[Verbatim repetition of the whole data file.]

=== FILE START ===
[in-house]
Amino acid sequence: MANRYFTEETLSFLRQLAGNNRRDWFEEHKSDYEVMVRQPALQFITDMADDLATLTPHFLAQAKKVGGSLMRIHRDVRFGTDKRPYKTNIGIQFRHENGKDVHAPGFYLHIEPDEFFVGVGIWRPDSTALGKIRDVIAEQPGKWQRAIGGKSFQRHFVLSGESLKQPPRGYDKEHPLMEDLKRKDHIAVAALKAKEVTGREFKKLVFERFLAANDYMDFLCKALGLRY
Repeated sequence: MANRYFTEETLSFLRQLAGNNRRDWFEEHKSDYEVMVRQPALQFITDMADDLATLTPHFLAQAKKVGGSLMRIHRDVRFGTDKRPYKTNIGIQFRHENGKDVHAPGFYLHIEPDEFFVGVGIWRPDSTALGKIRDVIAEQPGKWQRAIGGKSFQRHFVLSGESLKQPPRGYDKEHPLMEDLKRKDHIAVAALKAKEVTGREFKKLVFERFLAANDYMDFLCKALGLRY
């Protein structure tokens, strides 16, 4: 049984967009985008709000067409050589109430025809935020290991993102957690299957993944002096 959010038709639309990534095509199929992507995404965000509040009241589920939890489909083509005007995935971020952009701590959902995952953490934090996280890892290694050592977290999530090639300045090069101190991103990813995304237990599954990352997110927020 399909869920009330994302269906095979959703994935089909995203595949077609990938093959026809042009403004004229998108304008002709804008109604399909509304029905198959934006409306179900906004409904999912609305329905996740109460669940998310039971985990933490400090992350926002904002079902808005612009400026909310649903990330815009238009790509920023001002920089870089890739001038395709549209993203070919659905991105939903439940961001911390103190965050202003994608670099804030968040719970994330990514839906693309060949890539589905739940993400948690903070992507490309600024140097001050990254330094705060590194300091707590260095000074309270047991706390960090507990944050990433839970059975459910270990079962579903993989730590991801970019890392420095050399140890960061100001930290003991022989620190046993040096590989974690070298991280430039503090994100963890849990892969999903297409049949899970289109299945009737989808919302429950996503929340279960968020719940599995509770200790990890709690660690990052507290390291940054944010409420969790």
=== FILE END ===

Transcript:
[in-house]
Amino acid sequence: MANRYFTEETLSFLRQLAGNNRRDWFEEHKSDYEVMVRQPALQFITDMADDLATLTPHFLAQAKKVGGSLMRIHRDVRFGTDKRPYKTNIGIQFRHENGKDVHAPGFYLHIEPDEFFVGVGIWRPDSTALGKIRDVIAEQPGKWQRAIGGKSFQRHFVLSGESLKQPPRGYDKEHPLMEDLKRKDHIAVAALKAKEVTGREFKKLVFERFLAANDYMDFLCKALGLRY
Repeated sequence: MANRYFTEETLSFLRQLAGNNRRDWFEEHKSDYEVMVRQPALQFITDMADDLATLTPHFLAQAKKVGGSLMRIHRDVRFGTDKRPYKTNIGIQFRHENGKDVHAPGFYLHIEPDEFFVGVGIWRPDSTALGKIRDVIAEQPGKWQRAIGGKSFQRHFVLSGESLKQPPRGYDKEHPLMEDLKRKDHIAVAALKAKEVTGREFKKLVFERFLAANDYMDFLCKALGLRY
């Protein structure tokens, strides 16, 4: 049984967009985008709000067409050589109430025809935020290991993102957690299957993944002096 959010038709639309990534095509199929992507995404965000509040009241589920939890489909083509005007995935971020952009701590959902995952953490934090996280890892290694050592977290999530090639300045090069101190991103990813995304237990599954990352997110927020 399909869920009330994302269906095979959703994935089909995203595949077609990938093959026809042009403004004229998108304008002709804008109604399909509304029905198959934006409306179900906004409904999912609305329905996740109460669940998310039971985990933490400090992350926002904002079902808005612009400026909310649903990330815009238009790509920023001002920089870089890739001038395709549209993203070919659905991105939903439940961001911390103190965050202003994608670099804030968040719970994330990514839906693309060949890539589905739940993400948690903070992507490309600024140097001050990254330094705060590194300091707590260095000074309270047991706390960090507990944050990433839970059975459910270990079962579903993989730590991801970019890392420095050399140890960061100001930290003991022989620190046993040096590989974690070298991280430039503090994100963890849990892969999903297409049949899970289109299945009737989808919302429950996503929340279960968020719940599995509770200790990890709690660690990052507290390291940054944010409420969790």